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August 06, 1939 - Image 3

Resource type:
Michigan Daily, 1939-08-06

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Hindu Rug-Cutters Go To Town In London Rehearsal

Tarty Line
By the Neighbor




Begrudgingly we admit that Ann Arbor the beautiful has been too
warm for comfort this past week, but a few active souls have ventured out
after sundown to take in some of the "night life."
At the opening of "Judgment Day" we saw Stan Swinton, Ed Frutig,
Karl Kessler and Harry Kelsey, the latter two having an hilarious time.
Seen bumming the other day were Phil Newman and Dennis Flanagan.
Wonder what the attraction is in Detroit.
Found on a beer coaster: Men I would marry (in order of preference):
Melvin, Bernie, Truman, Arthur and Harry. The lady must have been a
little uncertain at the time, but if you're at the bottom of the list don't give
up yet.
Seen watching the Union floor show last night was pretty Elaine
Wood with Chuck Dolph.
In town for the weekend, was Art Hopkins, '41E, who is working at the
Fresh Air Camp this summer.
Lenton "Scud" Sculthorpe, next year's 'Ensian managing editor, is
in town with Dave Laing, the 1939 editor.
Thursday night between acts at the Lydia Mendelssohn, Kay Purdom
and George Quick were seen talking to Phil Buchen and Dick Humphreys.
And Friday night Paul Park and Betty Conn took in the play.
Adolescent Bohemianism . .
The other night while we were coming out of a local restaurant we over-
heard a young girl blithely say to her companion. "I simply love this adoles-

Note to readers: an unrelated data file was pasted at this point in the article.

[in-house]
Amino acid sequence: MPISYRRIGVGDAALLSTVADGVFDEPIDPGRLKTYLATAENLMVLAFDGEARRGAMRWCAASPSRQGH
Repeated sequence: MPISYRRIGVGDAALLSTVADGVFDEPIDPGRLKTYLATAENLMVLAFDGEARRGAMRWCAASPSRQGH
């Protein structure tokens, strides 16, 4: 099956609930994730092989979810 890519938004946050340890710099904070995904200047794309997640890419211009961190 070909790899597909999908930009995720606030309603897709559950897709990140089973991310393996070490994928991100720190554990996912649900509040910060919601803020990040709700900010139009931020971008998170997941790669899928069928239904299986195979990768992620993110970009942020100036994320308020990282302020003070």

cent Bohemianism what with beards and everything." At which the recipient
of the remark turned around and yelled down the street, "That's all right,
sister, you may have one yourself someday." If you're curious as to the
name of the bearded individual we refer you to Eli.
Who is the prominent young man on Campus who burns the midnight
oil till 4 a.m.? He's either suffering from a severe case of insomnia or else
he lies awake worrying about what his cohorts are doing away from his
guardianship. The name in the case is CENSORED.
If you'd been around the composing room about 2 a.m. Wed. you
would have received one of the very special issues of the morning paper with
Happy Birthday Lauren printed in place of Price Five Cents. Lauren besides
running the press in a very proficient manner is a swell guy. And inciden-
ally, Wednesday was his birthday.
Jane and Tommy Waters, Jean Griffin and Jack Link of Akron are up
for the weekend to see Corinne Killinger and Ellen Jones. Wonder if the
Rackham Building will be open today.
Jeannette Thomas, popular brunette at Jordan Hall, turned down three
dates Wednesday to study. More power to her and we hope her professor
reads this.
Sober Minds Play Horsie .*.
What sober-minded (?) upper-classmen were seen playing "horsie" out
at Barton Pond this week. The game requires little brains and much